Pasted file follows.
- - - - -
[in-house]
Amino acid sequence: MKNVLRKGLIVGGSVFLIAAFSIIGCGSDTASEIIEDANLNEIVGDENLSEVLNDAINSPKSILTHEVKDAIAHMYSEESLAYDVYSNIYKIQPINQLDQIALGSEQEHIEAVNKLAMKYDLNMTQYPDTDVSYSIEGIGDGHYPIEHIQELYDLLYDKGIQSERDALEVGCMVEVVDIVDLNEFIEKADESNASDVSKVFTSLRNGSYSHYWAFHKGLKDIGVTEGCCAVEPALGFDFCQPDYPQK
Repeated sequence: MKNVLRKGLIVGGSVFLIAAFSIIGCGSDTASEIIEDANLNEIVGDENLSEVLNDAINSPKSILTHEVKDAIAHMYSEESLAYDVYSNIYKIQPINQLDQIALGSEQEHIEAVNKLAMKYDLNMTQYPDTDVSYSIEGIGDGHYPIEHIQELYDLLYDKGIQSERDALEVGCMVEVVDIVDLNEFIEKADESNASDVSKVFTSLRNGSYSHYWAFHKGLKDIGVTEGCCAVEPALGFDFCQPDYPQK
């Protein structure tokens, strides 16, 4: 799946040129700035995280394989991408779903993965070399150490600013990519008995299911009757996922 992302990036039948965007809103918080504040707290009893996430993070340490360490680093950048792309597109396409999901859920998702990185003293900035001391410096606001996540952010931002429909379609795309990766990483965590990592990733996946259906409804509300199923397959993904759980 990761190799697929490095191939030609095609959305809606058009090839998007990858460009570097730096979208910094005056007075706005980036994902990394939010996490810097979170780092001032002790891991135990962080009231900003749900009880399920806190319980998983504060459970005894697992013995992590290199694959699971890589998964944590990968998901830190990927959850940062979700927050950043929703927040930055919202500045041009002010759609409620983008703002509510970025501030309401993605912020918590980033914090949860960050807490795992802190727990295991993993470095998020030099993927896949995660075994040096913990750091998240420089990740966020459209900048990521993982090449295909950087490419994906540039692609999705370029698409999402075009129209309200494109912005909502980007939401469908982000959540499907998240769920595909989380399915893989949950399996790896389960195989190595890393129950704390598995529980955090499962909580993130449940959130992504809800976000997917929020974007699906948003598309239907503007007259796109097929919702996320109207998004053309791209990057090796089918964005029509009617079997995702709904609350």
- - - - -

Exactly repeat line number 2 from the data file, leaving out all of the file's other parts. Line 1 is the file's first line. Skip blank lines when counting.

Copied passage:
Amino acid sequence: MKNVLRKGLIVGGSVFLIAAFSIIGCGSDTASEIIEDANLNEIVGDENLSEVLNDAINSPKSILTHEVKDAIAHMYSEESLAYDVYSNIYKIQPINQLDQIALGSEQEHIEAVNKLAMKYDLNMTQYPDTDVSYSIEGIGDGHYPIEHIQELYDLLYDKGIQSERDALEVGCMVEVVDIVDLNEFIEKADESNASDVSKVFTSLRNGSYSHYWAFHKGLKDIGVTEGCCAVEPALGFDFCQPDYPQK